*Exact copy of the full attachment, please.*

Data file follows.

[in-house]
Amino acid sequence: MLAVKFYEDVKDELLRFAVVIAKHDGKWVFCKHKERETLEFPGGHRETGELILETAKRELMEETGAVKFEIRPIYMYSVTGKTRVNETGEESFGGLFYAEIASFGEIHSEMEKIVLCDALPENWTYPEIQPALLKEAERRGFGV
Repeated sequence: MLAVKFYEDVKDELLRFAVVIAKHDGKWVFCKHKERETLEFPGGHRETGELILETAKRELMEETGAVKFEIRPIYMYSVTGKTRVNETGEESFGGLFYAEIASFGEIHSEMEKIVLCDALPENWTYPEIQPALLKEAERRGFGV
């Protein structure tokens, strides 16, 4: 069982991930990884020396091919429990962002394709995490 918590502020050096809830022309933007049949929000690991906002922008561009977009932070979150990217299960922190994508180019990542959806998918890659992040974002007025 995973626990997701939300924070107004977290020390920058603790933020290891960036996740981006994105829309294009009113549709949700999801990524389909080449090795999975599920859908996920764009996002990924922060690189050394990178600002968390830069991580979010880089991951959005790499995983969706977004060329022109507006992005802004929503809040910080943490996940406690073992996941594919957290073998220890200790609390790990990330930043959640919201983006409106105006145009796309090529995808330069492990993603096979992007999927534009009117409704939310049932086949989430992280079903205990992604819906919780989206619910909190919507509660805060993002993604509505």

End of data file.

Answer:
[in-house]
Amino acid sequence: MLAVKFYEDVKDELLRFAVVIAKHDGKWVFCKHKERETLEFPGGHRETGELILETAKRELMEETGAVKFEIRPIYMYSVTGKTRVNETGEESFGGLFYAEIASFGEIHSEMEKIVLCDALPENWTYPEIQPALLKEAERRGFGV
Repeated sequence: MLAVKFYEDVKDELLRFAVVIAKHDGKWVFCKHKERETLEFPGGHRETGELILETAKRELMEETGAVKFEIRPIYMYSVTGKTRVNETGEESFGGLFYAEIASFGEIHSEMEKIVLCDALPENWTYPEIQPALLKEAERRGFGV
């Protein structure tokens, strides 16, 4: 069982991930990884020396091919429990962002394709995490 918590502020050096809830022309933007049949929000690991906002922008561009977009932070979150990217299960922190994508180019990542959806998918890659992040974002007025 995973626990997701939300924070107004977290020390920058603790933020290891960036996740981006994105829309294009009113549709949700999801990524389909080449090795999975599920859908996920764009996002990924922060690189050394990178600002968390830069991580979010880089991951959005790499995983969706977004060329022109507006992005802004929503809040910080943490996940406690073992996941594919957290073998220890200790609390790990990330930043959640919201983006409106105006145009796309090529995808330069492990993603096979992007999927534009009117409704939310049932086949989430992280079903205990992604819906919780989206619910909190919507509660805060993002993604509505």